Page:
Grassroots Colorado Movement Takes 'Floyd Rights' Message to Washington

A grassroots Colorado movement calling for new "Floyd Rights" laws that protect human dignity during detainment and arrest will add its voice to a chorus calling for more aggressive police reform.

​This Friday, Aug. 28, advocates from across the US will gather with Rev. Al Sharpton and the National Action Network (NAN) for the "Commitment: Get your Knee Off our Necks" March on Washington.

A grassroots Colorado movement calling for new "Floyd Rights" laws that protect human dignity during detainment and arrest will add its voice to a chorus calling for more aggressive police reform. 

"The physical act of taking a suspect into custody is a moment of extreme vulnerability, fear and uncertainty for many people in America," says Floyd Rights co-founder Dr. Stuart Lord. "Floyd Rights curtail the use of force by police and substantially limit when the police may ever use excessive or lethal force."

"The codification of Floyd Rights will reframe the way police interact with the public," says Floyd Rights co-founder Douglas Katich, "and, in turn, how the public perceive the police – from serve and protect to serve and respect."

The Floyd Rights movement advocates changing the legal standard when police may use force to conform to the European Convention on Human Rights, which allows police use of force (any force) only when it is "absolutely necessary" and the means of force used must be proportionate to the lawful police objective pursued.  

In contrast, the U.S. minimum constraint on the use of police force is the inherently vague "reasonableness standard." The reasonableness standard perpetuates racial disparity because the law defers to an officer's subjective perceptions of threat, which are influenced by implicit and explicit bias and racial stereotypes. According to Douglas Katich, “quite simply, many acts of police brutality and police killings justified under America's standard are unlawful under Europe's standard.”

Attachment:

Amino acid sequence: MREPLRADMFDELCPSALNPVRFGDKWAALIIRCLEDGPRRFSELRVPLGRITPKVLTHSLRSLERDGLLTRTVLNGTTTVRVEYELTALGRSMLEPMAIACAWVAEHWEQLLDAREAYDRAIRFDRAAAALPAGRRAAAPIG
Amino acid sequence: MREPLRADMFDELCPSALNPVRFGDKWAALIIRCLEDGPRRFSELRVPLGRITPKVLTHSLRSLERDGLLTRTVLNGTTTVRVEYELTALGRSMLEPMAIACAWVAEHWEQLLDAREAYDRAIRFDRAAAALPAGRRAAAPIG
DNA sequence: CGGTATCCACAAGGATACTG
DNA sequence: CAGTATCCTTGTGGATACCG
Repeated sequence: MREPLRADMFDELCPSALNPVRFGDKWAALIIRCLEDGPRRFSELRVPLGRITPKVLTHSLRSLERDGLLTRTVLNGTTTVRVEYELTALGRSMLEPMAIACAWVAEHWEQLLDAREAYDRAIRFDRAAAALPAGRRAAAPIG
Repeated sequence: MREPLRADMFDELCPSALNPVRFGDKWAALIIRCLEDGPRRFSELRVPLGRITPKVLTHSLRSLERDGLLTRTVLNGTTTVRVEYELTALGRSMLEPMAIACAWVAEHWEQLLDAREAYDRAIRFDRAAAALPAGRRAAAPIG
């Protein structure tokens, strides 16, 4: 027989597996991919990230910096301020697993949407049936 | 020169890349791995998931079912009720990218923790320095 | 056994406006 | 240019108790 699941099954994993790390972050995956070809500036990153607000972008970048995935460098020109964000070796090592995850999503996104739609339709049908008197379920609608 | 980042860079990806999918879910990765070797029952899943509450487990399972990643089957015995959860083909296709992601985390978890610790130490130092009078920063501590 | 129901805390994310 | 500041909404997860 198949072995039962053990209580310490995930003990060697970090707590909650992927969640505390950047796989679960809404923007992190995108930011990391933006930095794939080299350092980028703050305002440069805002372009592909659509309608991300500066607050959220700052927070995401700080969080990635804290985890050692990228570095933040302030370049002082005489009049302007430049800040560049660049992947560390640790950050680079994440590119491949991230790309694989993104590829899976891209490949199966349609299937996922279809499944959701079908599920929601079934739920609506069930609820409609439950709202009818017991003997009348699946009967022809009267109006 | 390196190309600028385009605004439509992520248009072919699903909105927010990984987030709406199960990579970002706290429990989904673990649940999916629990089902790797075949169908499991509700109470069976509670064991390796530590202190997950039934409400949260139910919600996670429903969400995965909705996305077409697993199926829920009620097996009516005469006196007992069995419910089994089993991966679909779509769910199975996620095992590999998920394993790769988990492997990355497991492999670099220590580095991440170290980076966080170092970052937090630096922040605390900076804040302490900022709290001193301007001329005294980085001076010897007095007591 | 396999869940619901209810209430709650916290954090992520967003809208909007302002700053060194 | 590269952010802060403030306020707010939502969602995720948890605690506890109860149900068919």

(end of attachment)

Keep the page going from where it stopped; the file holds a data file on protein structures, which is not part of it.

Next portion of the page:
The Floyd Rights movement also advocates that police orally provide a detained suspect with a declaration of rights at the moment of detainment, akin to our Miranda Rights: "You have the right to be treated with dignity, respect, and without injury at all times. It is my duty to ensure you are not harmed. I will not use force unless it is absolutely necessary. If the use of force is necessary, only the very minimum force will be used, and excessive force will never be used.”

“Police must observe and respect our fundamental rights. If our rights are clearly defined, articulated and easily understood, this ensures their protection,“ states Dr. Lord.  According to Mr. Katich, “policing from a human rights-based approach will help naturally de-escalate and reduce the use of force by the police and this also promotes police legitimacy.”

The senseless killing of George Floyd and the absurd shooting of Jacob Blake spotlight the scourge of police brutality and police killings of unarmed people of color in America. Public demand for police reform has been elevated in recent years by the Black Lives Matter movement and also by current civilian protests happening throughout the country. Still, a long legacy of racist policing has led to a death rate for Black men at the hands of the police that is three to four times higher than for White men, says the American Journal of Public Health. (

About Floyd Rights: Floyd Rights is a non-profit organization established in Boulder, Colorado. Floyd Rights’ mission is to effectuate substantive legal change at the federal, state and municipal levels through scholarship, research and legislative lobbying efforts designed to achieve a human-rights-first policing framework that promotes human dignity and the sanctity of life, while, at the same time, rebuilding the public's trust in the police. See for more information about Floyd Rights. 

To understand why newly enacted police reform laws and pending legislation do not go far enough to safeguard against police brutality, see

For more about Rev Al Sharpton and the National Action Network (NAN), see:

For more about the "Commitment: Get your Knee Off our Necks" March, see

Press Contact: Kip Hubbard, or 303-704-0471

Source: Floyd Rights


Categories: Civil Rights

Tags: Floyd Rights, Police Reform, Social Justice

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